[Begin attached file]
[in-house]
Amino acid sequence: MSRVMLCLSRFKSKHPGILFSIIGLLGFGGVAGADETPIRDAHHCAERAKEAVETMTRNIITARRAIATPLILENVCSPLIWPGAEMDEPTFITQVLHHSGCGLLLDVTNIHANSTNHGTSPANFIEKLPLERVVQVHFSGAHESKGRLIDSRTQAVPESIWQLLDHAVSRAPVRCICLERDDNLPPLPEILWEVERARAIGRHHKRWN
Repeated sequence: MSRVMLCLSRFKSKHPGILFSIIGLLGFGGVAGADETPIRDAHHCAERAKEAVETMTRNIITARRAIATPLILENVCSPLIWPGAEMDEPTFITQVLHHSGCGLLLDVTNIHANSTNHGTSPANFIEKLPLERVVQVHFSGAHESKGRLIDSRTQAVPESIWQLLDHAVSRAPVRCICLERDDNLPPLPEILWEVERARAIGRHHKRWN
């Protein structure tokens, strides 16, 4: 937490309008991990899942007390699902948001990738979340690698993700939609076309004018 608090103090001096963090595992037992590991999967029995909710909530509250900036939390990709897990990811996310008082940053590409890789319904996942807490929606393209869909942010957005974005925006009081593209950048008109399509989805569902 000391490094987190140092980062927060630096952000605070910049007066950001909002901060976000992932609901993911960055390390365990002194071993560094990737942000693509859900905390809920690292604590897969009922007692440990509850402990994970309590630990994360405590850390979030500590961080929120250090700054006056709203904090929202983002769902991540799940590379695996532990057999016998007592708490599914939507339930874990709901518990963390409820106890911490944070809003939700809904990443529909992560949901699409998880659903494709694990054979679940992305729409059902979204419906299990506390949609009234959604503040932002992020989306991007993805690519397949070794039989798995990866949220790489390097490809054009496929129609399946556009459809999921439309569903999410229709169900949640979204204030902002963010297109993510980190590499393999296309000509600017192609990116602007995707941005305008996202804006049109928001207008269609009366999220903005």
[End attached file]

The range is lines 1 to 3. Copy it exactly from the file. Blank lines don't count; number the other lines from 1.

[in-house]
Amino acid sequence: MSRVMLCLSRFKSKHPGILFSIIGLLGFGGVAGADETPIRDAHHCAERAKEAVETMTRNIITARRAIATPLILENVCSPLIWPGAEMDEPTFITQVLHHSGCGLLLDVTNIHANSTNHGTSPANFIEKLPLERVVQVHFSGAHESKGRLIDSRTQAVPESIWQLLDHAVSRAPVRCICLERDDNLPPLPEILWEVERARAIGRHHKRWN
Repeated sequence: MSRVMLCLSRFKSKHPGILFSIIGLLGFGGVAGADETPIRDAHHCAERAKEAVETMTRNIITARRAIATPLILENVCSPLIWPGAEMDEPTFITQVLHHSGCGLLLDVTNIHANSTNHGTSPANFIEKLPLERVVQVHFSGAHESKGRLIDSRTQAVPESIWQLLDHAVSRAPVRCICLERDDNLPPLPEILWEVERARAIGRHHKRWN